Jamie Fobert Architects has taken the Gherkin’s Konditor & Cook café to new heights with a hanging mezzanine ceiling

Ceilings, says architect Jamie Fobert, are the Cinderella of interiors. They’re the afterthought, the surface that gets left until the point when ideas and budget are both running out. But at the new Konditor & Cook shop and café at the base of Foster’s Gherkin, Jamie Fobert Architects has designed a memorable event of a ceiling. It’s a multi-faceted black steel box, an irregular intrusion into the double-height space, hanging in the air like an unanswered, unavoidable question.

In function, it’s a mezzanine floor, creating space for a kitchen where staff prepare every cake, tart and brownie sold in the shop below. Not that you’d guess that from the deliberately enigmatic form, its planes, angularity and shiny waxed surface making it inscrutable and mysterious. When Fobert discusses it, he reaches for another kind of fairy tale. “Remember the bit in the first Star Wars film, where you’re sitting in the cinema and the spaceship comes overhead from behind you? That’s what it is!”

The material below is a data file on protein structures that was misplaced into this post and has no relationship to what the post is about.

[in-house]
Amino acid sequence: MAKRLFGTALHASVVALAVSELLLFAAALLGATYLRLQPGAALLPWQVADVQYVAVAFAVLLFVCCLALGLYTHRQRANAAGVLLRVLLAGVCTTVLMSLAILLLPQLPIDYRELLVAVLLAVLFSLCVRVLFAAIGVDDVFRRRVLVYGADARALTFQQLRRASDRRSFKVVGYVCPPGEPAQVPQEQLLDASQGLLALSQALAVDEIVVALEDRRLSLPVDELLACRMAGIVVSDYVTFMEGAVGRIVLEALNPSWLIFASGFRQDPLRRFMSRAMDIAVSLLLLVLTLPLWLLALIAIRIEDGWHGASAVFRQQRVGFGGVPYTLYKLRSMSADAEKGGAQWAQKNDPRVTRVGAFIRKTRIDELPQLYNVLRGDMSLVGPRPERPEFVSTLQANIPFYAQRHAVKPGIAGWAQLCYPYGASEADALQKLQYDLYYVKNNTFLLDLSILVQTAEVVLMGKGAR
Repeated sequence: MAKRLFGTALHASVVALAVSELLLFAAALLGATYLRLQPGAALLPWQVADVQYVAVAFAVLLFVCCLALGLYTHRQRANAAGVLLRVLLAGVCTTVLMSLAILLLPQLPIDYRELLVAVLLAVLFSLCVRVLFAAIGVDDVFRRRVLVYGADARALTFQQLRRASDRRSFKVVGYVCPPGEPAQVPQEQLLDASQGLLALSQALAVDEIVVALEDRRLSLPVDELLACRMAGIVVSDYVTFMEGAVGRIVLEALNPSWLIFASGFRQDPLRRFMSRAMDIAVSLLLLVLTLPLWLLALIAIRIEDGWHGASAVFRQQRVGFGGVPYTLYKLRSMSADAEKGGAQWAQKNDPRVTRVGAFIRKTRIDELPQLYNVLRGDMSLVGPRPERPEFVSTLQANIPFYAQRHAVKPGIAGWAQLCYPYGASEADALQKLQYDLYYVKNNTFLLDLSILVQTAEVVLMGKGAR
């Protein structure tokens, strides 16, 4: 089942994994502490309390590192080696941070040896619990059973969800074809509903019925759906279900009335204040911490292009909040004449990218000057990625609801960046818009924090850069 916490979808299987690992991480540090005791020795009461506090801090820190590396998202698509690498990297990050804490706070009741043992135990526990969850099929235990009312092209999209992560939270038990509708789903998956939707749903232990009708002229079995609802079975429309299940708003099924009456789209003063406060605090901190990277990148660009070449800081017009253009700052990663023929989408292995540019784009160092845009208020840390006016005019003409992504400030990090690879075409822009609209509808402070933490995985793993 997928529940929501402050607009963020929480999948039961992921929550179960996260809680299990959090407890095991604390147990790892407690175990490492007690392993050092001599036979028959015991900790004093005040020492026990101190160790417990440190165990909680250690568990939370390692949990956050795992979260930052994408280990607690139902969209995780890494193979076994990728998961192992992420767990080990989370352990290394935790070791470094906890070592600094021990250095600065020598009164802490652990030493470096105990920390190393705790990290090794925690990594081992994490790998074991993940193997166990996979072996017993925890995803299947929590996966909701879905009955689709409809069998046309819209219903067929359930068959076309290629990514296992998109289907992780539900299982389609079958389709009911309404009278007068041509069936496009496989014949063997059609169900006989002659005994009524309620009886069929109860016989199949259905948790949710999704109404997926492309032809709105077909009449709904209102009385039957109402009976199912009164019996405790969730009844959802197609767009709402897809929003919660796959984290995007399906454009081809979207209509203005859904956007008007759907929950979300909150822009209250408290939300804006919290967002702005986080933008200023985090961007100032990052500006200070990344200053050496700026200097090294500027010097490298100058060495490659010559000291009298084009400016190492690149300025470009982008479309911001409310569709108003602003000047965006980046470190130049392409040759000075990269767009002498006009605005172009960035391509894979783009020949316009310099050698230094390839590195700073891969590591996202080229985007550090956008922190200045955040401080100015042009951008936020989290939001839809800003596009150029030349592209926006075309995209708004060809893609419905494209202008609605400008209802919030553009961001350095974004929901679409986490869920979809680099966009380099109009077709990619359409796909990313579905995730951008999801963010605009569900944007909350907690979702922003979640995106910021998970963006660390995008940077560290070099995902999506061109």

The sci-fi ceiling is also a robust response to the curves of the Gherkin, as is Fobert’s interior as a whole — a strong composition of simple shapes, ideas and colours, holding true to the chef’s maxim that a few fine ingredients make more impact than several fussy ones. And a key ingredient is Foster’s space itself, left in all its double-height expansiveness next to the entrance. “The most important thing was the play between what’s inserted into the building and the building itself,” says Fobert.